Immigration, Refugees and Citizenship Canada Consolidated Future-Oriented Statement of Operations For the Year Ending March 31, 2017

(in thousands of dollars)
(in thousands of dollars)
Newcomer Settlement and Integration $1,121,017 $1,179,185
Passport 439,015 480,005
Migration Control and Security Management 231,642 268,271
Temporary Economic Residents 69,582 102,393
Permanent Economic Residents 103,965 93,149
Health Protection 90,856 83,063
Citizenship for Newcomers and All Canadians 88,338 79,679
Family and Discretionary Immigration 75,561 74,160
Refugee Protection 216,088 44,089
Multiculturalism for Newcomers and All Canadians 13,868 12,653
Canadian Influence in International Migration and Integration Agenda 7,793 8,566
Internal Services 223,930 213,435
Total Expenses $2,681,655 $2,638,648
Passport fees earned $638,975 $665,859
Immigration service fees 436,847 438,084
Citizenship service fees 110,152 93,817
Right of citizenship 26,770 22,800
Right of permanent residence 88,732 88,500
International Experience Canada 9,938 9,938
Interest on loans 250 200
Passport miscellaneous revenues 397 359
Other 297 296
Revenues earned on behalf of Government (663,035) (643,684)
Total Revenues $649,323 $676,169
Net cost of operations $2,032,332 $1,962,479

The accompanying notes form an integral part of this consolidated future-oriented statement of operations.

1. Methodology and Significant Assumptions

The consolidated future-oriented statement of operations has been prepared on the basis of government priorities and departmental plans as described in the Report on Plans and Priorities.

The main assumptions are as follows:

  1. Immigration, Refugees and Citizenship Canada's (IRCC) activities will be strongly focused on meeting the government’s current objectives of resettling Syrian refugees to Canada, with resulting impacts on allocation of resources.
  2. Although responsibility for the Canadian Multiculturalism Act has been transferred to the Department of Canadian Heritage as of November 4, 2015, the planning and financial information under the Multiculturalism for Newcomers and All Canadians Program should be considered provisional. Financial adjustments between IRCC and Canadian Heritage will be reflected in each department’s 2016-2017 Departmental Performance Reports. 
  3. Expenses and revenues, including the determination of amounts internal and external to the government, are based on historical experience and knowledge of IRCC operations, with the exception of the Passport program, and the current efforts on Syrian refugees. Expenses and revenues related to the Passport program are based on forecasted volumes. The expenses for the resettlement of Syrian refugees have been costed separately and are in addition to historical expenses.

These assumptions are adopted as at February 1st, 2016.

2. Variations and Changes to the Forecast Financial Information

While every attempt has been made to forecast final results for the remainder of 2015-16 and for 2016-17, actual results achieved for both years are likely to vary from the forecast information presented, and this variation could be material.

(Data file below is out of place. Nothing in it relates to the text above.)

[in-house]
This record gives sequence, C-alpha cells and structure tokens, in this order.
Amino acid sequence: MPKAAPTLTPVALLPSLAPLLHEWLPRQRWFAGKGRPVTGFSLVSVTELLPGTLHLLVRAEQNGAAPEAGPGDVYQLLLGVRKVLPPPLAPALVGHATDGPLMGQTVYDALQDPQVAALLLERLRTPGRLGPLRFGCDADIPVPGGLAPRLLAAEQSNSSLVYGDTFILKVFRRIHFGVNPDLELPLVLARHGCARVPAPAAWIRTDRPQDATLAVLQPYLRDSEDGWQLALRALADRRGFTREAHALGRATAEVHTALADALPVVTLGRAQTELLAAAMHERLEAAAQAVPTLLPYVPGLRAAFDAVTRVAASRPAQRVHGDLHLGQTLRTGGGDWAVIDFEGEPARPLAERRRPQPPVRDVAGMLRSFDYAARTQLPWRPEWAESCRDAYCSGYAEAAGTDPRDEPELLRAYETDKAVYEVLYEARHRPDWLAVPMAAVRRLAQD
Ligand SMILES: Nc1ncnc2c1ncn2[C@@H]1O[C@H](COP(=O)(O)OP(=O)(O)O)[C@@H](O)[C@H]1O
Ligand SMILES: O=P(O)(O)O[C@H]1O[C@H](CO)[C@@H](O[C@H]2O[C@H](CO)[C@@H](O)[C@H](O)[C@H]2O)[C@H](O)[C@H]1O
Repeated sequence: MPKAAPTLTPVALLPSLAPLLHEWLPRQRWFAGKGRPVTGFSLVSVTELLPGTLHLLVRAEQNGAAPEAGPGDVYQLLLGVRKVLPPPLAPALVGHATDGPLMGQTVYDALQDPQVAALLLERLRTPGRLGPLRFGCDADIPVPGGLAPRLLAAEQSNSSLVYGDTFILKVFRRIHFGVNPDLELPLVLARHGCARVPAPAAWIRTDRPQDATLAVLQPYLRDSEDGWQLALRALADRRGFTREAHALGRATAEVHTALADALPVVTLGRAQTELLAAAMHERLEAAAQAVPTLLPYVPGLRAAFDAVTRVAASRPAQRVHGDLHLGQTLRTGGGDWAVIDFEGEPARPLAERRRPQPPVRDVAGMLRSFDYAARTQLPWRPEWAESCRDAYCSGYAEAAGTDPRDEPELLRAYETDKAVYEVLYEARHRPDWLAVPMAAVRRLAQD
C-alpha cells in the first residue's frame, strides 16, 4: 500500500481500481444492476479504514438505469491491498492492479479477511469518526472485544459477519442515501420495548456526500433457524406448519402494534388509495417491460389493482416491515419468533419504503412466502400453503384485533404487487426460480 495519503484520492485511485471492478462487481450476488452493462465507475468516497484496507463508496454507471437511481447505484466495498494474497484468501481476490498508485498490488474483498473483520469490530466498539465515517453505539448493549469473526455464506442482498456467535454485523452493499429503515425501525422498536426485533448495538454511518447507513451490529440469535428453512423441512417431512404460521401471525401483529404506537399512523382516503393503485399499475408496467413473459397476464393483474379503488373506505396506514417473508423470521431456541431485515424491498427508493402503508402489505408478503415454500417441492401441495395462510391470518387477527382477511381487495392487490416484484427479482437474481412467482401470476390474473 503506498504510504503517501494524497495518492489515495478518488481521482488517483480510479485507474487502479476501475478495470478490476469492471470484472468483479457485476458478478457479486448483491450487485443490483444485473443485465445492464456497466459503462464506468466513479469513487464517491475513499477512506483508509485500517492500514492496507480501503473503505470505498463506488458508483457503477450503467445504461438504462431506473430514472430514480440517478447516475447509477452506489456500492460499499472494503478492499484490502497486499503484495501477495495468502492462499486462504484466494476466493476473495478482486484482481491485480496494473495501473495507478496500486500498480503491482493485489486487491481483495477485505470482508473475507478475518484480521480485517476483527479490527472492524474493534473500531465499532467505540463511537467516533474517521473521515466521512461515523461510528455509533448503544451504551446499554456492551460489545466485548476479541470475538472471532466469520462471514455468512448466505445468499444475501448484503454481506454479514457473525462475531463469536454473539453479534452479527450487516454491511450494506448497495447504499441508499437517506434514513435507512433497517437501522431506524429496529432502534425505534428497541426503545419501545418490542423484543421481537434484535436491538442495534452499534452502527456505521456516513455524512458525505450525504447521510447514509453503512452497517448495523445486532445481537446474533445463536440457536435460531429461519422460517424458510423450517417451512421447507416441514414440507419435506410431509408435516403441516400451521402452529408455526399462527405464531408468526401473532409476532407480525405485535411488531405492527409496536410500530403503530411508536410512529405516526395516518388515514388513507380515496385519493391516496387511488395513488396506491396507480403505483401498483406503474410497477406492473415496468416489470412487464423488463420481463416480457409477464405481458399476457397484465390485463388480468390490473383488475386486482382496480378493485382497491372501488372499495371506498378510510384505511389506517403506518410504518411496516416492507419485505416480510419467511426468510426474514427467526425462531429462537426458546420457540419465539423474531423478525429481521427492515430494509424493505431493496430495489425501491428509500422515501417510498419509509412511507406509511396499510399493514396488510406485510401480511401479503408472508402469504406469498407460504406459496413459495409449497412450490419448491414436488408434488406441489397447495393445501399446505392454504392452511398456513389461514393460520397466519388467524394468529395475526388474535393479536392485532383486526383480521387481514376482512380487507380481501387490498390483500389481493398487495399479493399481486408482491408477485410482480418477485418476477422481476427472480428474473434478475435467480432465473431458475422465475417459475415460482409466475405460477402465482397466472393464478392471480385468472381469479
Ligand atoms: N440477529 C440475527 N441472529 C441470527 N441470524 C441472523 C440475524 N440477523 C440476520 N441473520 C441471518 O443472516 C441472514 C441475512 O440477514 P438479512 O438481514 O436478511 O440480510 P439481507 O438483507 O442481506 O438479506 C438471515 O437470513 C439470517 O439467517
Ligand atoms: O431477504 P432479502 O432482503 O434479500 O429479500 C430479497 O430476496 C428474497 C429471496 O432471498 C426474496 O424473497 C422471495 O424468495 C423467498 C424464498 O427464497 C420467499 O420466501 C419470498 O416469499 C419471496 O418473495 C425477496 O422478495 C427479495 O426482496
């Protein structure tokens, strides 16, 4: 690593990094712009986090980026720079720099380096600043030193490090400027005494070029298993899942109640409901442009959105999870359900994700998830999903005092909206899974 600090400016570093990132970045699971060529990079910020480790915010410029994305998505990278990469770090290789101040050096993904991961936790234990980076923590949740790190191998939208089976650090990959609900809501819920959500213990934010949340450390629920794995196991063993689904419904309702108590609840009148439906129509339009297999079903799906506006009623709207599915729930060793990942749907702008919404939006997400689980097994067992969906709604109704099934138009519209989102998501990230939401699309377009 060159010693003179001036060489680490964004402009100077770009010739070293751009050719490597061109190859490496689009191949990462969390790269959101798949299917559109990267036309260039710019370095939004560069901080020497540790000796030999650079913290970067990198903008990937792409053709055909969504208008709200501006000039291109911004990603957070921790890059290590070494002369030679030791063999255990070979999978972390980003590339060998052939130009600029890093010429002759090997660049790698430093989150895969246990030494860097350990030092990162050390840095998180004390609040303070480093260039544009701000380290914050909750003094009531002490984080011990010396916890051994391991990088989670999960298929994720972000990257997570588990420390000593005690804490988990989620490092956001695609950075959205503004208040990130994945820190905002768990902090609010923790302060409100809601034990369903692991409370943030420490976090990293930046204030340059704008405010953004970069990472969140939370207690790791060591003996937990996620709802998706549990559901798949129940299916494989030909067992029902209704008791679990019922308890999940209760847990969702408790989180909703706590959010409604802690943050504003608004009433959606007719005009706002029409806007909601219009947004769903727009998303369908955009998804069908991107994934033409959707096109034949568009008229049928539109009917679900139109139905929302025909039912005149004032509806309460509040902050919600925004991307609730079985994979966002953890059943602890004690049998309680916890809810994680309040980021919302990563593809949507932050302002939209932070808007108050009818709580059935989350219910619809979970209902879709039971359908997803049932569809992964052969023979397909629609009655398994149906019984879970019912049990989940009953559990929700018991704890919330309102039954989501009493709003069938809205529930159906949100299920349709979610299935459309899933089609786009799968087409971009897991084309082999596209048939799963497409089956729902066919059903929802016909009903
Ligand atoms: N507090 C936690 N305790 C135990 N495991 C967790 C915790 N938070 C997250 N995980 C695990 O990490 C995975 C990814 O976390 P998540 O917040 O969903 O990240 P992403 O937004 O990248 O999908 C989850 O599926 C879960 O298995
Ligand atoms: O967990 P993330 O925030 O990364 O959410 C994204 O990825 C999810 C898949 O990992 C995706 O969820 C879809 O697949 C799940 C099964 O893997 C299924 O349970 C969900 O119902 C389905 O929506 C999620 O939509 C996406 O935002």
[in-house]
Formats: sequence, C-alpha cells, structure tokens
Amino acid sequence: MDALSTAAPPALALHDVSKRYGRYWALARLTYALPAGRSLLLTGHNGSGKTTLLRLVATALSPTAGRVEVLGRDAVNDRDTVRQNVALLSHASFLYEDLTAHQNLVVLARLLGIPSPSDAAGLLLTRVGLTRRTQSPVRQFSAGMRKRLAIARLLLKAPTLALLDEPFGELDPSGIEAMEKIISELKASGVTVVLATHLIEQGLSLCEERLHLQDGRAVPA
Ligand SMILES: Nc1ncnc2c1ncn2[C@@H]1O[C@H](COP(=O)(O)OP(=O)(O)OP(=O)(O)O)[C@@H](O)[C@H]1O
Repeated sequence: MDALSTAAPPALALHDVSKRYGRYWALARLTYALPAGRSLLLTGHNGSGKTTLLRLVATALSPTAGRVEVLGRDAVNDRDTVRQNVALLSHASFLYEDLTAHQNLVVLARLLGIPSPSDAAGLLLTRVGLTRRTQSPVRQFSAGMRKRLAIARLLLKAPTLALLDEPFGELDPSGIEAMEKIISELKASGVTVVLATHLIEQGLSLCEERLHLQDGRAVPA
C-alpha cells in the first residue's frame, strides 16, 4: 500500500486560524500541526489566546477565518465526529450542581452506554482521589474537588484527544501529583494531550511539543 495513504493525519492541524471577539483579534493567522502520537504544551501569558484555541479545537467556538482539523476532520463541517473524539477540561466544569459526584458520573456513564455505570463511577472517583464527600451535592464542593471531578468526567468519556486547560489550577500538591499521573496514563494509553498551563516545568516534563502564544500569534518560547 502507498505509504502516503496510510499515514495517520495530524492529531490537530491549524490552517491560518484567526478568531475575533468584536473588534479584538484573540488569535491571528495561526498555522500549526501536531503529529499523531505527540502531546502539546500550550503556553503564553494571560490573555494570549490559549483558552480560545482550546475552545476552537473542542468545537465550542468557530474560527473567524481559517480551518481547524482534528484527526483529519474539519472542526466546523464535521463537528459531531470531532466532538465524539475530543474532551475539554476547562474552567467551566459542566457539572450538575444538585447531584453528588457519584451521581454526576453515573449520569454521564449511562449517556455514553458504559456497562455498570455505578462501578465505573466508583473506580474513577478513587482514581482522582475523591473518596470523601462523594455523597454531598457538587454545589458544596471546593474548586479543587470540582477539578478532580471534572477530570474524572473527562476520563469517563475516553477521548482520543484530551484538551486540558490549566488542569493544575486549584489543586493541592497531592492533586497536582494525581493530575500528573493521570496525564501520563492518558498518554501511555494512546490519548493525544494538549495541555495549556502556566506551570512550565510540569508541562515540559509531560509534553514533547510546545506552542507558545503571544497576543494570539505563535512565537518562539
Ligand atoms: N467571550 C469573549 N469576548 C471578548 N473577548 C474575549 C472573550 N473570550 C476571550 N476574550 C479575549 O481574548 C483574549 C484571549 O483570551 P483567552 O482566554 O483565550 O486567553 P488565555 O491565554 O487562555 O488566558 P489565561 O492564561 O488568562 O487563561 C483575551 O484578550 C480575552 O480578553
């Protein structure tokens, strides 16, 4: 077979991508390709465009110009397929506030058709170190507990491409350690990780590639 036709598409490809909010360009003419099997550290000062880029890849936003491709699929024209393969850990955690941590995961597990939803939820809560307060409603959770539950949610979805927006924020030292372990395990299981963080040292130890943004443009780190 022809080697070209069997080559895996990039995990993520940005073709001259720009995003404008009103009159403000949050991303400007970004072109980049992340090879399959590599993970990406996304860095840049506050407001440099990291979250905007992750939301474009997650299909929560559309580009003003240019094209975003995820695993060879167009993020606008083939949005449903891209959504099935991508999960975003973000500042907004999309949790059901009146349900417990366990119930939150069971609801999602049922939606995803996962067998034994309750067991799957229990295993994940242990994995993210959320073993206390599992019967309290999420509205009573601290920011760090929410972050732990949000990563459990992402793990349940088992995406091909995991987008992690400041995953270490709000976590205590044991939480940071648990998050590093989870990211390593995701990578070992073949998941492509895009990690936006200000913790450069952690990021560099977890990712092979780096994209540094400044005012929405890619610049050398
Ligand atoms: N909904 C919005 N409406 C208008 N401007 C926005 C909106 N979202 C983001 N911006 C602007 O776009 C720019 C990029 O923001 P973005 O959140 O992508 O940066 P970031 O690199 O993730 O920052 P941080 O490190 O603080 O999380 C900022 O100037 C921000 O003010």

In preparing the consolidated future-oriented statement of operations, IRCC has made estimates and assumptions concerning the future. These estimates and assumptions may differ from the subsequent actual results. Estimates and assumptions are continually evaluated and are based on historical experience and other factors, including expectations of future events that are believed to be reasonable under the circumstances.

Factors that could lead to material differences between the consolidated future-oriented statement of operations and the historical statements include the following:

  1. The timing and amount of acquisitions and disposals of property, plant and equipment may affect gains/losses and amortization expense.
  2. Implementation of new collective agreements.
  3. Economic conditions may affect both the amount of revenue earned and the collectability of loan receivables.
  4. With respect to the Syrian Refugee Crisis, costing was based on assumptions given the information available at the time. While well developed, the operational plan for this initiative had yet to be finalized which is understandable given the complexity of the initiative. Once deployed, there are several unknown factors which could have a bearing on the financial requirements.
  5. With respect to the Multiculturalism for Newcomers and All Canadians Program, final results will reflect its transfer to the Department of Canadian Heritage, as agreed by both parties.
  6. Further changes to the operating budget through additional new initiatives or technical adjustments later in the year.

Once the Report on Plans and Priorities is presented, IRCC will not be updating the forecasts for any changes in financial resources made in ensuing supplementary estimates.

3. Summary of Significant Accounting Policies

The consolidated future-oriented statement of operations has been prepared using Government’s accounting policies that came into effect for the 2011–12 fiscal year which are based on Canadian public sector accounting standards.  The presentation and results using the stated accounting policies do not result in any significant differences from Canadian public sector accounting standards.

Significant accounting policies are as follows:

a. Consolidation

This consolidated future-oriented statement of operations includes the accounts of the Passport program.  These accounts have been consolidated with those of IRCC and all inter-organizational balances and transactions have been eliminated.

b. Expenses